The Ca2+ mobilization across the neuronal membrane is regarded as a crucial factor in the development of neuronal damage in ischemia. Because glucocorticoids have been reported to aggravate ischemic neuronal injury, the effects of dexamethasone on ischemia-induced membrane depolarization, histologic outcome, and changes in the intracellular Ca2+ concentration in the gerbil hippocampus were examined in vivo and in vitro. The effects of metyrapone, an inhibitor of glucocorticoid synthesis, were also evaluated. Changes in the direct current potential shift in the hippocampal CA1 area produced by transient forebrain ischemia for 2.5 minutes were compared among animals pretreated with dexamethasone (3 μg, intracerebroventricularly), metyrapone (100 mg/kg, intraperitoneally), and saline. The histologic outcome was evaluated 7 days after ischemia by assessing the delayed neuronal death in the hippocampal CA1 pyramidal cells of these animals. A hypoxia-induced intracellular Ca2+ increase was evaluated by in vitro microfluorometry in gerbil hippocampal slices, and the effect of dexamethasone (120 μg/L in the medium) on the cytosolic Ca2+ accumulation was examined. The effect in a Ca2+-free ischemialike condition was also investigated. Preischemic administration of dexamethasone reduced the onset latency of ischemia- induced membrane depolarization by 22%, and aggravated neuronal damage in vivo. In contrast, pretreatment with metyrapone improved the histologic outcome. The onset time of the increase in the intracellular concentration of Ca2+ provoked by in vitro hypoxia was advanced in dexamethasonetreated slices. The Ca2+-free in vitro hypoxia reduced the elevation compared with that in the Ca2+-containing condition. Treatment with dexamethasone facilitated the increase on both the initiation and the extent in the Ca2+- free condition. Aggravation of ischemic neuronal injury by endogenous or exogenous glucocorticoids is thus thought to be caused by the advanced onset times of both the ischemia-induced direct-current potential shift and the increase in the intracellular Ca2+ concentration.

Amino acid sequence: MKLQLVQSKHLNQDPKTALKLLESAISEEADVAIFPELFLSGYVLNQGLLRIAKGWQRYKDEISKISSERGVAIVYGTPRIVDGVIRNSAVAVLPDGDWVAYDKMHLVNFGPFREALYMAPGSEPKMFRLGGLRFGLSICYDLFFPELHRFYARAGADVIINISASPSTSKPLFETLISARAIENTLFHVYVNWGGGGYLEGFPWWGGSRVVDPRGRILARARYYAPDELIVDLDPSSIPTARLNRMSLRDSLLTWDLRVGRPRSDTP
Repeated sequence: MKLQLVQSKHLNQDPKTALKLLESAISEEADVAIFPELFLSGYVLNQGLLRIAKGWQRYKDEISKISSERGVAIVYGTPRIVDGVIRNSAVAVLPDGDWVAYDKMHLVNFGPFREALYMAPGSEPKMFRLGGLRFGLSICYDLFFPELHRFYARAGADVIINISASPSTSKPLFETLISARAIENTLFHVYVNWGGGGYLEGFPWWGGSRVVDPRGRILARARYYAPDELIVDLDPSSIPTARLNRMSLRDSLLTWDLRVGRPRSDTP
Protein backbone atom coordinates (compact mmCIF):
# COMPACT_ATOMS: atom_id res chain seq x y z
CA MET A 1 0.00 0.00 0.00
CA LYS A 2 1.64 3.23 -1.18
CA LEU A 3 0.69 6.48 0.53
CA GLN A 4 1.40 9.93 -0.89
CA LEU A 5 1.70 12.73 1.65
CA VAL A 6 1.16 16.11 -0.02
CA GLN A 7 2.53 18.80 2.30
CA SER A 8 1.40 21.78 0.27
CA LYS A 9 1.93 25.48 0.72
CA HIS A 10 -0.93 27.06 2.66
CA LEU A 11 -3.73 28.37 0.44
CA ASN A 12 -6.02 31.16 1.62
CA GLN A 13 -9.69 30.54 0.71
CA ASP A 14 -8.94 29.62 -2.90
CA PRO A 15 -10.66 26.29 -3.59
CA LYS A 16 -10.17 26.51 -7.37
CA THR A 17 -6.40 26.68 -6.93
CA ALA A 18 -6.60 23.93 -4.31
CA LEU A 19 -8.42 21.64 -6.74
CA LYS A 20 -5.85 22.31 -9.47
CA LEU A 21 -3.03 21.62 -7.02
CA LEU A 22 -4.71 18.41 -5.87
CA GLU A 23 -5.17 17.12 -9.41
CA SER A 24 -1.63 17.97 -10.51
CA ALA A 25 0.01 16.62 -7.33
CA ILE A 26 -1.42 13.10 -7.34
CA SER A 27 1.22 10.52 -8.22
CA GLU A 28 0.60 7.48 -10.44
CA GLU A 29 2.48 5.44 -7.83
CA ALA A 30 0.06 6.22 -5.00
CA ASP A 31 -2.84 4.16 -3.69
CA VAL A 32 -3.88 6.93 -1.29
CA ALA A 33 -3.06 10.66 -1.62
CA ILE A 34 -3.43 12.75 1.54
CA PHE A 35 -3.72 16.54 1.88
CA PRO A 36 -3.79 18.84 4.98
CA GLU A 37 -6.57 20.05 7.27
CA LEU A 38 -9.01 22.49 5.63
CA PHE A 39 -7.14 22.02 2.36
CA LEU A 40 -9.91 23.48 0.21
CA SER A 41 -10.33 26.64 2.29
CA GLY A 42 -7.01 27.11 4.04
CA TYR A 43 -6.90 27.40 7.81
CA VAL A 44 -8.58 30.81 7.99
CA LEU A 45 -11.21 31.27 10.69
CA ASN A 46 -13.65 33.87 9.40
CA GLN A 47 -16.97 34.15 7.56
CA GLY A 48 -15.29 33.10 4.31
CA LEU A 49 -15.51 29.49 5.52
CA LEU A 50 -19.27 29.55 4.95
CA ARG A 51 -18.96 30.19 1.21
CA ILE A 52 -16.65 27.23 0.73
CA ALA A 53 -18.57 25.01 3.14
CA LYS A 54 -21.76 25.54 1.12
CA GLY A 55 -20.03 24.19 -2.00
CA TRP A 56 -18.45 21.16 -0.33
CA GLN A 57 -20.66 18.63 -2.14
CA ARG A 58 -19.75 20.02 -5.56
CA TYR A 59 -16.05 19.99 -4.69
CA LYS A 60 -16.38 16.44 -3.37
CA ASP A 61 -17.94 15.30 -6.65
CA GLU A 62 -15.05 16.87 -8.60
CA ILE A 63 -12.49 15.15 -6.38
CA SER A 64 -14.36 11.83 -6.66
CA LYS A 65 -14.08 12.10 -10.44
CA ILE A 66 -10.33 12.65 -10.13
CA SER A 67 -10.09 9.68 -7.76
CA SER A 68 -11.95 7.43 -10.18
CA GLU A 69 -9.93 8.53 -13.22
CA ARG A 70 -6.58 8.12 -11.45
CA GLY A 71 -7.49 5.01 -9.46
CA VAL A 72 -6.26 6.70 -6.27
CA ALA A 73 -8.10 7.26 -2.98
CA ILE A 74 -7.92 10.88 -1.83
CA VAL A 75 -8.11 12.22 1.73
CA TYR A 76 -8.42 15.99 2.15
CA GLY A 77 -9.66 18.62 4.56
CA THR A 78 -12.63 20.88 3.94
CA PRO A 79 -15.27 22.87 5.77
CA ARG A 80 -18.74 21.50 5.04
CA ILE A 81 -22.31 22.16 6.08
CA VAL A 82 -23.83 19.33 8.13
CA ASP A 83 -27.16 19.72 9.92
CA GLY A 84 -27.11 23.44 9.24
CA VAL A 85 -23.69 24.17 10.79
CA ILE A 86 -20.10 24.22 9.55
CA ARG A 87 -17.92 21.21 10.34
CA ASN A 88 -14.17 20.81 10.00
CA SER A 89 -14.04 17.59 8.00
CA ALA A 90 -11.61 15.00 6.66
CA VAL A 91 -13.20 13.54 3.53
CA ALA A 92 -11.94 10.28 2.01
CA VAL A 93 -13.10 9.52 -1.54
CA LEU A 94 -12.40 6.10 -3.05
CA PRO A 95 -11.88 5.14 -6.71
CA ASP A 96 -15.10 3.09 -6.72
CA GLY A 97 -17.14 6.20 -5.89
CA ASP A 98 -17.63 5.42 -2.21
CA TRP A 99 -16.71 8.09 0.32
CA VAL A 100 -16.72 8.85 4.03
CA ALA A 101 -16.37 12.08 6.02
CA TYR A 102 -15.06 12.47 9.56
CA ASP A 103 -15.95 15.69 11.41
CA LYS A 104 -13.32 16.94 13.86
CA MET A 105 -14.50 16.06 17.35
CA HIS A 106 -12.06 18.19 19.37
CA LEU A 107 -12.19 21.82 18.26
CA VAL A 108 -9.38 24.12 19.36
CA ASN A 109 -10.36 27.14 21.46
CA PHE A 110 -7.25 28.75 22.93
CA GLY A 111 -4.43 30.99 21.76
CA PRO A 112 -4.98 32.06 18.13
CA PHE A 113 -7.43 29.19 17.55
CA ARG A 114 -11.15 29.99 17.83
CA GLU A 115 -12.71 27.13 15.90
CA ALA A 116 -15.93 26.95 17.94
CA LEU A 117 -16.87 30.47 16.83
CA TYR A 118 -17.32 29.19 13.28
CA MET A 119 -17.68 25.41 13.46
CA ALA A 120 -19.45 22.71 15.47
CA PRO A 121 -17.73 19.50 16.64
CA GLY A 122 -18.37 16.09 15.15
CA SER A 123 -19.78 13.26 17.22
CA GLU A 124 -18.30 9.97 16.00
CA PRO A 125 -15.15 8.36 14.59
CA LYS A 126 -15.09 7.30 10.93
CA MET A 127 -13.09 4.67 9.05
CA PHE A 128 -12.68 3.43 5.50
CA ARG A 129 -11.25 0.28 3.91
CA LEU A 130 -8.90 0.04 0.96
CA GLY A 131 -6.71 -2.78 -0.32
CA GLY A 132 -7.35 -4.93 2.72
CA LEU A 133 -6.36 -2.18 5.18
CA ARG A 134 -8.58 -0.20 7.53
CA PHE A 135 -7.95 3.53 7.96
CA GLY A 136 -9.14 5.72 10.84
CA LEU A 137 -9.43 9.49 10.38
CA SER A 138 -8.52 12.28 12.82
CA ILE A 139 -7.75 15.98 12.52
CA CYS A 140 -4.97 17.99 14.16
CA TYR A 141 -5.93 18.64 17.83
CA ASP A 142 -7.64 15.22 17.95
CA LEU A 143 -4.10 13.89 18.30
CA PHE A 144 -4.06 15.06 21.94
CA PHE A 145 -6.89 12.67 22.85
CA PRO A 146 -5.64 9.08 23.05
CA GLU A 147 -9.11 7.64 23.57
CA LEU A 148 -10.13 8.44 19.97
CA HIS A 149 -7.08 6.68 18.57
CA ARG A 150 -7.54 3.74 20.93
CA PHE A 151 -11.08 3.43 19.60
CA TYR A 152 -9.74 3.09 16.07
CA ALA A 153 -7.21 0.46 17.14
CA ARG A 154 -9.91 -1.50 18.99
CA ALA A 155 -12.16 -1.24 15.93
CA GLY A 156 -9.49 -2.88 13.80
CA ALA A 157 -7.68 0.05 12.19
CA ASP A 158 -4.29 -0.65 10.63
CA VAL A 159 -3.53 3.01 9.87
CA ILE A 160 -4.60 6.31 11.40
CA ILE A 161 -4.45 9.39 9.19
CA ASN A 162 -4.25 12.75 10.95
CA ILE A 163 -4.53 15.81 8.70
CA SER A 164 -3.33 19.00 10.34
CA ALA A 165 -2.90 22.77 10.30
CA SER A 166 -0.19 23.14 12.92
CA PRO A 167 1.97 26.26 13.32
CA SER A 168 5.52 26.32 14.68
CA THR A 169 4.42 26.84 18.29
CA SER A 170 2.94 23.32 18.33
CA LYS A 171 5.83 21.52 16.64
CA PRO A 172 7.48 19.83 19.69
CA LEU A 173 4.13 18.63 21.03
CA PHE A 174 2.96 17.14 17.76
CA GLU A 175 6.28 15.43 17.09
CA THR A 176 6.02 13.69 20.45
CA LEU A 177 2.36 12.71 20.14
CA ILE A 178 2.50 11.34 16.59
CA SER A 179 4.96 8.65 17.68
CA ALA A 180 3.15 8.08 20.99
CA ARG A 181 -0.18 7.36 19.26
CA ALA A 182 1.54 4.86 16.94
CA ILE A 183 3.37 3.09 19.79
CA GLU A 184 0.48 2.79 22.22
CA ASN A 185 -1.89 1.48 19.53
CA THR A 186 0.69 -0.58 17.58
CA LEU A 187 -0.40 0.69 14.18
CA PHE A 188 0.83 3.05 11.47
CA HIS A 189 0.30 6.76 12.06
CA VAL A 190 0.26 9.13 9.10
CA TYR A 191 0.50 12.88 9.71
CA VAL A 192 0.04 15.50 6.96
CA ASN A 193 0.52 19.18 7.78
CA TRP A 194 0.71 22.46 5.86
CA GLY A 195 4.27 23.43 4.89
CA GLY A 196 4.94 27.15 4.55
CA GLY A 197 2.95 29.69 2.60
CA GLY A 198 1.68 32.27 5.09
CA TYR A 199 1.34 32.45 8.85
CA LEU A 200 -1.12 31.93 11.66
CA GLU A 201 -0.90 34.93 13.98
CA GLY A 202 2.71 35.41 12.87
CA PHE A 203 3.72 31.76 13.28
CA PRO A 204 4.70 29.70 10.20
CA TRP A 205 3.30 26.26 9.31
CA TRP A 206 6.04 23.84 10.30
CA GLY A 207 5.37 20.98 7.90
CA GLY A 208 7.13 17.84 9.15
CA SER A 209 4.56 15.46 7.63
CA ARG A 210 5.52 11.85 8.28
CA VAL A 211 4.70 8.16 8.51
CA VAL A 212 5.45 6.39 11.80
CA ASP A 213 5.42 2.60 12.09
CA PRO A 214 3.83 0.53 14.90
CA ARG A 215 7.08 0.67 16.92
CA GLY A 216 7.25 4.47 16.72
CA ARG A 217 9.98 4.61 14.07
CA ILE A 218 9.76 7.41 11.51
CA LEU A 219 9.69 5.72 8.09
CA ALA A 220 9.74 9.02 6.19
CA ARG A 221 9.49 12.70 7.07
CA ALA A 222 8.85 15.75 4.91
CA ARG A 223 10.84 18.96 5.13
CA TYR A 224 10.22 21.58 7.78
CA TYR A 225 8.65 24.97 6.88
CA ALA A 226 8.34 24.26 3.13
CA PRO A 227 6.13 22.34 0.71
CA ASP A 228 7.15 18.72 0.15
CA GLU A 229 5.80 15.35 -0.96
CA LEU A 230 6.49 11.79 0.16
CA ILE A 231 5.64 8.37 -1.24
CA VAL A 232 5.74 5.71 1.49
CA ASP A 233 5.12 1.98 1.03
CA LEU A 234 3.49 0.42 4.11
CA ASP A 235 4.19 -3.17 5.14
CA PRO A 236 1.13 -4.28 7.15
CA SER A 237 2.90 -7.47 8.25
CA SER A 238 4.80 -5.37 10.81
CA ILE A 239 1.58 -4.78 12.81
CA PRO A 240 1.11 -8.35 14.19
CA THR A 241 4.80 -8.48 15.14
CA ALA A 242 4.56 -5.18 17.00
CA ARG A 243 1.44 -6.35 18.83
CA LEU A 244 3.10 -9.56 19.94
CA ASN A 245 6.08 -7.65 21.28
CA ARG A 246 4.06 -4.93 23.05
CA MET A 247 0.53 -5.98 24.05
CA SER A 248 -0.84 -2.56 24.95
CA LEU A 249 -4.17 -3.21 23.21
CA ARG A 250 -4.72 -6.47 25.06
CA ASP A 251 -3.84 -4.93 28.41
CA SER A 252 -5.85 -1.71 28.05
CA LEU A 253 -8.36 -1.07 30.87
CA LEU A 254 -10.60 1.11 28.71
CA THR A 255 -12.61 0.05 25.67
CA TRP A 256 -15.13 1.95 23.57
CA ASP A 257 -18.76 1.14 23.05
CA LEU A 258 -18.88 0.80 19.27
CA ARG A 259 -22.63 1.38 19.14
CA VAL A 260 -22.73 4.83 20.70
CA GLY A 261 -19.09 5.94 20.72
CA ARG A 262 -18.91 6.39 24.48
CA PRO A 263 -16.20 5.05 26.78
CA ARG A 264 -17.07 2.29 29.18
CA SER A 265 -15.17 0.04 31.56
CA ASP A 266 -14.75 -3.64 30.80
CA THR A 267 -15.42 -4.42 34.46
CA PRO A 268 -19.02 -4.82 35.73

- Anoxic depolarization
- Cerebral ischemia
ASJC Scopus subject areas
- Clinical Neurology
- Cardiology and Cardiovascular Medicine